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Knitting needles come in a variety of types, sizes and materials. Remember that knitting usually compacts easily and a larger knitted project will easily fit on a shorter needle.
Straights (Single point needles): These are the archetypal knitting needle seen in most general images of knitting needles. They have a tapered tip at one end, a straight shaft that goes from the end of the tip to the knob at the other end. The knob prevents the stitches from sliding off the non working end.
These needles come in a variety of lengths, but are most commonly found in 10 (25 cm) and 14″ (35 cm). They can be easily made at home from any cylindrical item like a skewer or a dowel. The knobs can be purely functional or ornate.
DPNs (Double Pointed Needles): Have two tips, one at each end of the needle separated by a straight shaft. They are usually used in sets of four or five and are used to knit in the round, whether creating a flat rounds item like a circle or a tube (especially small circumference things like socks and sleeves). They can certainly be used in pairs to knit flat pieces.
These also come in a variety of lengths from 4″ (10cm) to 14″ (35 cm) and everything in between. the most common lengths are 6″ to 8″ (15 cm to 20 cm).
Circular: These are two straight needles, without the knobs, joined into a circle with a flexible cable. They were originally intended for knitting in the round, both flat pieces like circles or squares and tubular pieces like sweaters or hats. Many people now use them for all their knitting needs: knitting in the round, knitting small circumference tubes and even knitting flat. I use them all the time because the shaft are short so I am not hitting the sides of chairs or those sitting beside me and if I drop a needle I can retrieve it just by pulling it up by the cord.
These come in a variety of lengths, both for the needle portion, usually 4″-5″ (10 cm 12.5 cm) and for the cable or cord portion. The length of the whole needle varies from about 9″ (27.5 cm) to 60″ (150 cm). The most commonly available sizes at in the 16″ – 32″ (40 cm – 80 cm) range.
If you are knitting in the round and unl
ess you are using magic loop or two circular needles, you will want you to have your total needle length a bit shorter than the finished project circumference. So, 16″ (40 cm) is great for a hat and a 32″ (80 cm) needle may be more appropriate when kni
tting the body of a sweater.
Circular needles come in fixed (all made together) and interchangeable. Interchangeable needles allow you to change the length or the size of needles as you work as there needle part is made separately from the cord and they cords and needles can be interchanged to create needles of various sizes, lengths and even mixed sizes.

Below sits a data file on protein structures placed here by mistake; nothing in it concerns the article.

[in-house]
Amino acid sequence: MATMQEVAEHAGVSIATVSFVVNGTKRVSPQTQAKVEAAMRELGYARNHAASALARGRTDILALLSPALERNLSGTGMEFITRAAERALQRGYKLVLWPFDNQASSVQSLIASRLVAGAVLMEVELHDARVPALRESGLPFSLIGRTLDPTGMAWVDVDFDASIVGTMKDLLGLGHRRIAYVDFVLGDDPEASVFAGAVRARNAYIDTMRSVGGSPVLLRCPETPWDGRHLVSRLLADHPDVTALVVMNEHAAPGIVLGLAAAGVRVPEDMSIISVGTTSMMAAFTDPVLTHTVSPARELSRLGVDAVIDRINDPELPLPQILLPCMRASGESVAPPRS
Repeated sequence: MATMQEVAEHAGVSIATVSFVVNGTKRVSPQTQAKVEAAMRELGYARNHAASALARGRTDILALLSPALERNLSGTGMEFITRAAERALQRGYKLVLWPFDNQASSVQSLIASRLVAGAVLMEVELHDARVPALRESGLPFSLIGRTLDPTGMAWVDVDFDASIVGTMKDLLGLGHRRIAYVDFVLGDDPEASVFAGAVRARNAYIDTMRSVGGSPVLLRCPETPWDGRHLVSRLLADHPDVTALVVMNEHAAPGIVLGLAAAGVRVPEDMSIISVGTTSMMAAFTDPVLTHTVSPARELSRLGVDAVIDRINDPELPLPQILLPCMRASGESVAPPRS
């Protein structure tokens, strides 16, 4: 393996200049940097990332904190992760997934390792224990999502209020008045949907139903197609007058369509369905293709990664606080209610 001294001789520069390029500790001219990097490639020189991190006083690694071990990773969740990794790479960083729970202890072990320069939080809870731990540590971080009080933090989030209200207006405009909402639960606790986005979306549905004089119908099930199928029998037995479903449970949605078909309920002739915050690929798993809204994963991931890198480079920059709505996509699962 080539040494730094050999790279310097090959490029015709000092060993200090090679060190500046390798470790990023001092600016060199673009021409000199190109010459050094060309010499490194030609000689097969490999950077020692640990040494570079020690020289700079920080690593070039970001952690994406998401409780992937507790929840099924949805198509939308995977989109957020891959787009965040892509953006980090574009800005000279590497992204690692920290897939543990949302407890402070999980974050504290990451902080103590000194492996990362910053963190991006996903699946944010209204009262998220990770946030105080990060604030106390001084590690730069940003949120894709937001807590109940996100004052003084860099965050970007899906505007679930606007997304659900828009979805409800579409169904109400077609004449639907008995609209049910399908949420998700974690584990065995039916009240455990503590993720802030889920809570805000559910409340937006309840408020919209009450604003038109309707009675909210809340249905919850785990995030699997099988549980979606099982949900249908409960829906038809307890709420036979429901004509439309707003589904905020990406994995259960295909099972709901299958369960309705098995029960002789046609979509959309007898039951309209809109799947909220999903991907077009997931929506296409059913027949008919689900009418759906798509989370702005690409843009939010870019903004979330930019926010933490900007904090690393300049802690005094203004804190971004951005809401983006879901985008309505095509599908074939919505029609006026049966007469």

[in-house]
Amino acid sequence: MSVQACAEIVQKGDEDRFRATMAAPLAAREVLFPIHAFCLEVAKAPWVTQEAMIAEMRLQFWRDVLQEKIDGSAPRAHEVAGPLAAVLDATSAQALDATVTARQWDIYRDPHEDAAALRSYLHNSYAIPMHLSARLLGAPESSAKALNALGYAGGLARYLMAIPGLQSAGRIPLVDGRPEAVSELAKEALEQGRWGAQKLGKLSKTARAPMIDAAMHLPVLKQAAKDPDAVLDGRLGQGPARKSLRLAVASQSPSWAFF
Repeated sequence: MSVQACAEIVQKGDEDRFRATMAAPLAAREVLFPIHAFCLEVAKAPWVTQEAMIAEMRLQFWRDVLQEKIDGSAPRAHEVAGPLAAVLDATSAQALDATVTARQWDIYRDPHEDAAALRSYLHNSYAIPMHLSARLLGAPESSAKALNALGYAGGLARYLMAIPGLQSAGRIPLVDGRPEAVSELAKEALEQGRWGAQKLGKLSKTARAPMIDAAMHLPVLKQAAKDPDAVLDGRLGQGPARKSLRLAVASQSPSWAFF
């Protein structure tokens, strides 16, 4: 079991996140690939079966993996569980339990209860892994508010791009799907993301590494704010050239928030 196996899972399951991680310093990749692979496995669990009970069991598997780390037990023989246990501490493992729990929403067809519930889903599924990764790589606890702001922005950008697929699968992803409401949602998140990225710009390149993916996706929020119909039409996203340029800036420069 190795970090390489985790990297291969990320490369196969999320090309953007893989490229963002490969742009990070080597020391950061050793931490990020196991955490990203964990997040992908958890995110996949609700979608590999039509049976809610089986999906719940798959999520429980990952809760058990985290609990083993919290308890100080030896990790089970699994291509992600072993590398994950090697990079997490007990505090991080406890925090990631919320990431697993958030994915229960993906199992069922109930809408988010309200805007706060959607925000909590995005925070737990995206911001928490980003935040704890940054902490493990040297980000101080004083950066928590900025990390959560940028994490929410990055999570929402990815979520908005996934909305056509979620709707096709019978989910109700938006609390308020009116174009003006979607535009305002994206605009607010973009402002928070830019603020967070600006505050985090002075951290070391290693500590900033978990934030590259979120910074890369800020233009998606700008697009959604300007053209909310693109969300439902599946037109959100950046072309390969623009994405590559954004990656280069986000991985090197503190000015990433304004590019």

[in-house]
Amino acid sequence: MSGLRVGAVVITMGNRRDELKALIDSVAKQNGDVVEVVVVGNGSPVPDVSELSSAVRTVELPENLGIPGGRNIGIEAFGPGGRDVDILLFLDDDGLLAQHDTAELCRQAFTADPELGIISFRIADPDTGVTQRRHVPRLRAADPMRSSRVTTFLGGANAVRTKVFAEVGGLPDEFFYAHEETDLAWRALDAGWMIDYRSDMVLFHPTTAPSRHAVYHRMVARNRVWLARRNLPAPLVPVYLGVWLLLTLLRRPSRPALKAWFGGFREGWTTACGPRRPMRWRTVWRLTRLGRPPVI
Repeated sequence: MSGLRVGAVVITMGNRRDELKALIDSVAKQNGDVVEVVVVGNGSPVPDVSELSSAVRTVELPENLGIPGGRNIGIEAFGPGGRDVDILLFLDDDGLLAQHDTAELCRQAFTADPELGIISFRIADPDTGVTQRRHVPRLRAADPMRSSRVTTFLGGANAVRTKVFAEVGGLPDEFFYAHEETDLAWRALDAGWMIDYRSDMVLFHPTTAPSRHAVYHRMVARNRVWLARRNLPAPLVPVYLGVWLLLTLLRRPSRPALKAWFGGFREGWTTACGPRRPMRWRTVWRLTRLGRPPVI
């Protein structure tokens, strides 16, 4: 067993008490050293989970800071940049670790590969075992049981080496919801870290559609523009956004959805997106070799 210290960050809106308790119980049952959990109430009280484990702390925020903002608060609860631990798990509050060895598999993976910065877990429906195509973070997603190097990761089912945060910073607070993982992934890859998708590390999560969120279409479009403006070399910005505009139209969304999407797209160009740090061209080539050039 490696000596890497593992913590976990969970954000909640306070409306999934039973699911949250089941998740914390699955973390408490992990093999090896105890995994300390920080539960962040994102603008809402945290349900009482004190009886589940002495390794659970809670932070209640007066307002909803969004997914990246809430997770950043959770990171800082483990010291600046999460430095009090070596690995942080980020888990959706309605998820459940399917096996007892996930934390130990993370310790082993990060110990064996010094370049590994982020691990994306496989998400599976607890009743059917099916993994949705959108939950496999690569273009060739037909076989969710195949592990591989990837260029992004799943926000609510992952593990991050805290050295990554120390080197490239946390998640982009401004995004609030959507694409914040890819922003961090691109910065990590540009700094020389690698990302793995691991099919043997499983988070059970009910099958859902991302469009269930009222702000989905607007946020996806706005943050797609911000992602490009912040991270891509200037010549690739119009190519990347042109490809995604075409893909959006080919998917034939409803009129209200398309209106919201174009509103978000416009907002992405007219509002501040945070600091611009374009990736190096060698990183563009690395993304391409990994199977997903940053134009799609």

Needles are made from a variety of materials. They all have different properties and many people will argue that the material they prefer is the best. However, I find that in general, material is a personal preference, if possible try a variety of materials to figure out which is your favourite.
Also, be aware that gauge may be affected by the material of your needle. The exact same needle diameter may produce a looser or tighter gauge with a particular yarn. This is good to keep in mind when swatching as just using a different kind of needle may change your gauge.
Needles come made of metal (aluminum, steel, brass, nickel plated), bamboo, wood, plastic, carbon fibres and everything else imaginable (I have seen glass knitting needles, needles made from PVC pipes, ivory, tortoise shell, bone, resin etc.).
Metal needles tend to be strong, slick and a bit heavy. Their slickness helps the stitches move easily along the needle shaft and many people claim they can knit faster on metal needles. They may or may not be a great fit for beginners because of this. They are cold to the touch when you first pick them up, but quickly warm up with use.
Bamboo needles are strong, flexible, light and warm right from the start. They grip yarn more than metal needles and so may be ideal for beginners.
Wood needles are less strong than bamboo needles, but share many of the same qualities.
Plastic needles are flexible, strong and light. They can be quite slick.
Carbon fibres are very strong, a bit flexible and feel warm from the start. They can have a scratchy feel to them unless they have a metal tip.
There are a variety of ways of referring to the same size needle. The following chart shows the metric, US, UK and Japanese needle size equivalents. Please note, metric is the most accurate way to size needles, sometimes US needle sizes are not exact equivalents. For example, I have seen size 6 US needles that were 4 mm and 4.25 mm (in the same brand!).
Yarn: Yarn is made from various fibres. Below is a fairly comprehensive list for reference only,